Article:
BEIJING -- China’s first long range all-electric vehicle, the BYD E6, finally went on sale in Beijing this week. The E6 is a five-door hatchback, boasting a top speed of 87mph and driving distances of up to 190 miles on a full charge, according to BYD. But the E6 looks unlikely to win the acceptance of Beijing’s status-conscious car buyers.
The E6 went on sale today for just over 360,000 RMB (about $56,000 USD), a BYD retailer in Bejiing said. The car is eligible for government subsidies, which bring the price closer to 260,000 RMB (about $40,000 USD): still more than six times the average annual wage in Beijing. That puts the E6 in direct competition with luxury cars from brands such as BMW and Audi.
At that price, the E6 is unlikely to find many buyers in Beijing. “The kind of person who can afford [the E6] is going to want a car which provides more utility and prestige“ Levi Tilleman-Dick, a researcher focusing on the East Asian electric car market at John Hopkins university, said.
BYD (which stands for "Build Your Dreams") has been enormously successful in China, and it makes the countries best-selling car, the F3. The company’s success mostly rests on low prices: the F3 retails at just 52,000 RMB (approx. $8000 USD), but Chinese consumers also think of BYD's cars as less reliable than foreign brands. The company will have to shed its low-cost, low-quality image if it is to compete with the likes of BMW.
Wealthy-yet-environmentally-conscious middle-class consumers, the type who might buy a Toyota Prius in the US or Europe, don’t currently exist in China. “In China there’s not the same kind of green halo around electric vehicles,” Tilleman-Dick said. “And there’s not the same kind of guilt associated with driving a gas-powered vehicle.”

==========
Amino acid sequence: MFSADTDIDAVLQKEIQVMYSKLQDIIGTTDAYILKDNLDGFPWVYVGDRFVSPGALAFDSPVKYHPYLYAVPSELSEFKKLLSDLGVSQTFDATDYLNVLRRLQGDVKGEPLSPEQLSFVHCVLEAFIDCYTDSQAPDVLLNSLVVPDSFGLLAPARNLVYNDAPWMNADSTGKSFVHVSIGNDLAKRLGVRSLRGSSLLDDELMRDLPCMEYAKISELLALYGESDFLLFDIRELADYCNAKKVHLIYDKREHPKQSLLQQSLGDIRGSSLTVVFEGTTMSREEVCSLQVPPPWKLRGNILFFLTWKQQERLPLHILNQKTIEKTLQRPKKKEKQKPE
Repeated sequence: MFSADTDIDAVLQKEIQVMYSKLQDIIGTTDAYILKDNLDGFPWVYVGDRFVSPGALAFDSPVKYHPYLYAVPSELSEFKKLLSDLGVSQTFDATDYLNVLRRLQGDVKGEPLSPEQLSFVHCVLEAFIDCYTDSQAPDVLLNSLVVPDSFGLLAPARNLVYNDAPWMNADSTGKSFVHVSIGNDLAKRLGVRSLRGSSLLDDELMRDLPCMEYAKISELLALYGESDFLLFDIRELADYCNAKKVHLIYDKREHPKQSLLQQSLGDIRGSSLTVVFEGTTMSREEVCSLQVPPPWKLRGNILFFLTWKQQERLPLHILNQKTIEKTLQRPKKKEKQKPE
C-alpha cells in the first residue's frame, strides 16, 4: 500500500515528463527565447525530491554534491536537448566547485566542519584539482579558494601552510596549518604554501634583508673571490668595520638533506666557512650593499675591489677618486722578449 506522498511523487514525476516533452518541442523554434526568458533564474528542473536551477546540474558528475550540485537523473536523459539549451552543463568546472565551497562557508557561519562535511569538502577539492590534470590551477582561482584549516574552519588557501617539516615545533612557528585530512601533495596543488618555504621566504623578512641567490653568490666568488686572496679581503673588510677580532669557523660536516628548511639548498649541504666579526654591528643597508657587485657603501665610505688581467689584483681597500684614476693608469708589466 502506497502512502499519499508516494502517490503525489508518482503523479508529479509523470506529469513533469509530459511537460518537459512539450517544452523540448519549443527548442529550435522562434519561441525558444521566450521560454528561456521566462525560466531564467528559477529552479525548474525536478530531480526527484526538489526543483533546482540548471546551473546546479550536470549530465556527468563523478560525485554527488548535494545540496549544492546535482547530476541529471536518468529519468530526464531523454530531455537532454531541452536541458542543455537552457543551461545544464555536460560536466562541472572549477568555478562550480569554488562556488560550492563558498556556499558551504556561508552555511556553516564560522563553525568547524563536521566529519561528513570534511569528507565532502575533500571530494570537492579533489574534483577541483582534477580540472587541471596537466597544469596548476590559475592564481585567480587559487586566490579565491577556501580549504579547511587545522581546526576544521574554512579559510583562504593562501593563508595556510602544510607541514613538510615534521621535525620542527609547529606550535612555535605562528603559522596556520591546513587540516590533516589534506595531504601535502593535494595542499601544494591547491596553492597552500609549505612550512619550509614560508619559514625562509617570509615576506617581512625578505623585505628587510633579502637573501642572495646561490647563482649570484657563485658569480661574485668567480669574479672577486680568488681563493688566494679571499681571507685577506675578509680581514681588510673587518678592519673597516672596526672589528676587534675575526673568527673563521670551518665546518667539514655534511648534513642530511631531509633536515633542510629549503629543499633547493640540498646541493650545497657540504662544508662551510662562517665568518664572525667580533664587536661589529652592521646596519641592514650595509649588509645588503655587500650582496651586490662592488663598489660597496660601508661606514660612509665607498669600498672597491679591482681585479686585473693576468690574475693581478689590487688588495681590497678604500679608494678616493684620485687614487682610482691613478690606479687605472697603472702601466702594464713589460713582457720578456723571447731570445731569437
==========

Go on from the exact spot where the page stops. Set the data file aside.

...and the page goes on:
Lack of charging stations in Beijing also scares off potential customers. China’s state grid plans to build 80 charging stations in Beijing by the end of the year, a tiny number in a city of almost 20 million people. “I wouldn’t recommend buying an electric car, because charging it will be too inconvenient,” Ni Yumei, a saleswoman at a car showroom in southern Beijing said, waving encouragingly in the direction of a line of SUVs.
As well as receiving government subsidies, those buying the E6 will also be exempt from limits on car purchases in Beijing. The system began this year, and aims to cut the number of new cars bought in the city from 800,000 last year to 240,000 this year, by limiting the number of new license plates issued by a lottery system. But buyers of the E6 will be guaranteed a license plate without participating in the lottery, which should be an extra incentive for Beijingers to turn electric.
Beijing’s government plans to put 100,000 electric cars on the city’s roads within five years. But the low-prestige enjoyed by electric cars will still prevent many Beijing residents from buying the E6. “Most people I know wouldn't think of an electric-vehicle as a real car,” Zhang Xu, a graphic designer said. “They’re too slow” he said “and they just don’t get you the same kind of respect."
Pictures: Autocity.cn; TheBeijingReviewer